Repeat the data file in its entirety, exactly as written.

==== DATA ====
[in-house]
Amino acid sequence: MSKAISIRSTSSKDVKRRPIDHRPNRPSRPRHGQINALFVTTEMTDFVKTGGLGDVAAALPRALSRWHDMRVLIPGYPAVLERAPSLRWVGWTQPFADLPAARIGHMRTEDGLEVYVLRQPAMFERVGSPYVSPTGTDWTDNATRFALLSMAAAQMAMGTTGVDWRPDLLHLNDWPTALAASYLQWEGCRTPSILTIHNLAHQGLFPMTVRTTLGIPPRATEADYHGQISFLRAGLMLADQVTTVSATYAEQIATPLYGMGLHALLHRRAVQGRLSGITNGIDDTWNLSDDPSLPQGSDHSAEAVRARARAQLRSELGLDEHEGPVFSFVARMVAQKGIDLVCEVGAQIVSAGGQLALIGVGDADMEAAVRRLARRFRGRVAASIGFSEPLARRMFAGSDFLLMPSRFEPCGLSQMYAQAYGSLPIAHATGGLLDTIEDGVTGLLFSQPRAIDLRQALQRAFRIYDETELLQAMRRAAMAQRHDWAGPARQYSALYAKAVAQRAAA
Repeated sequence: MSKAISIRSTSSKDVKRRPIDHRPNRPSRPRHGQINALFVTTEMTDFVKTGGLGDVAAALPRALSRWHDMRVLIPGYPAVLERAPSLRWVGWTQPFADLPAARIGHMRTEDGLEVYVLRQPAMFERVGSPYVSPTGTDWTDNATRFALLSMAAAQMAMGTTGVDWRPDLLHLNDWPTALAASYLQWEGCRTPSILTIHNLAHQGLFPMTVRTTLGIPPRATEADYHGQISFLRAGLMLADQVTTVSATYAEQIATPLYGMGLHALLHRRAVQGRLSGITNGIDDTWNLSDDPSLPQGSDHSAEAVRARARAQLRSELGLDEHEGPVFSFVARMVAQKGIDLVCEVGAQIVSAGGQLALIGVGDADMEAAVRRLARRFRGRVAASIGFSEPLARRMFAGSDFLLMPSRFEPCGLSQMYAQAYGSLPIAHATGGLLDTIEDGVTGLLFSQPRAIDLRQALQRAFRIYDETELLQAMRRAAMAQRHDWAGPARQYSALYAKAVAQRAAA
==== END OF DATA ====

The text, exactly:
[in-house]
Amino acid sequence: MSKAISIRSTSSKDVKRRPIDHRPNRPSRPRHGQINALFVTTEMTDFVKTGGLGDVAAALPRALSRWHDMRVLIPGYPAVLERAPSLRWVGWTQPFADLPAARIGHMRTEDGLEVYVLRQPAMFERVGSPYVSPTGTDWTDNATRFALLSMAAAQMAMGTTGVDWRPDLLHLNDWPTALAASYLQWEGCRTPSILTIHNLAHQGLFPMTVRTTLGIPPRATEADYHGQISFLRAGLMLADQVTTVSATYAEQIATPLYGMGLHALLHRRAVQGRLSGITNGIDDTWNLSDDPSLPQGSDHSAEAVRARARAQLRSELGLDEHEGPVFSFVARMVAQKGIDLVCEVGAQIVSAGGQLALIGVGDADMEAAVRRLARRFRGRVAASIGFSEPLARRMFAGSDFLLMPSRFEPCGLSQMYAQAYGSLPIAHATGGLLDTIEDGVTGLLFSQPRAIDLRQALQRAFRIYDETELLQAMRRAAMAQRHDWAGPARQYSALYAKAVAQRAAA
Repeated sequence: MSKAISIRSTSSKDVKRRPIDHRPNRPSRPRHGQINALFVTTEMTDFVKTGGLGDVAAALPRALSRWHDMRVLIPGYPAVLERAPSLRWVGWTQPFADLPAARIGHMRTEDGLEVYVLRQPAMFERVGSPYVSPTGTDWTDNATRFALLSMAAAQMAMGTTGVDWRPDLLHLNDWPTALAASYLQWEGCRTPSILTIHNLAHQGLFPMTVRTTLGIPPRATEADYHGQISFLRAGLMLADQVTTVSATYAEQIATPLYGMGLHALLHRRAVQGRLSGITNGIDDTWNLSDDPSLPQGSDHSAEAVRARARAQLRSELGLDEHEGPVFSFVARMVAQKGIDLVCEVGAQIVSAGGQLALIGVGDADMEAAVRRLARRFRGRVAASIGFSEPLARRMFAGSDFLLMPSRFEPCGLSQMYAQAYGSLPIAHATGGLLDTIEDGVTGLLFSQPRAIDLRQALQRAFRIYDETELLQAMRRAAMAQRHDWAGPARQYSALYAKAVAQRAAA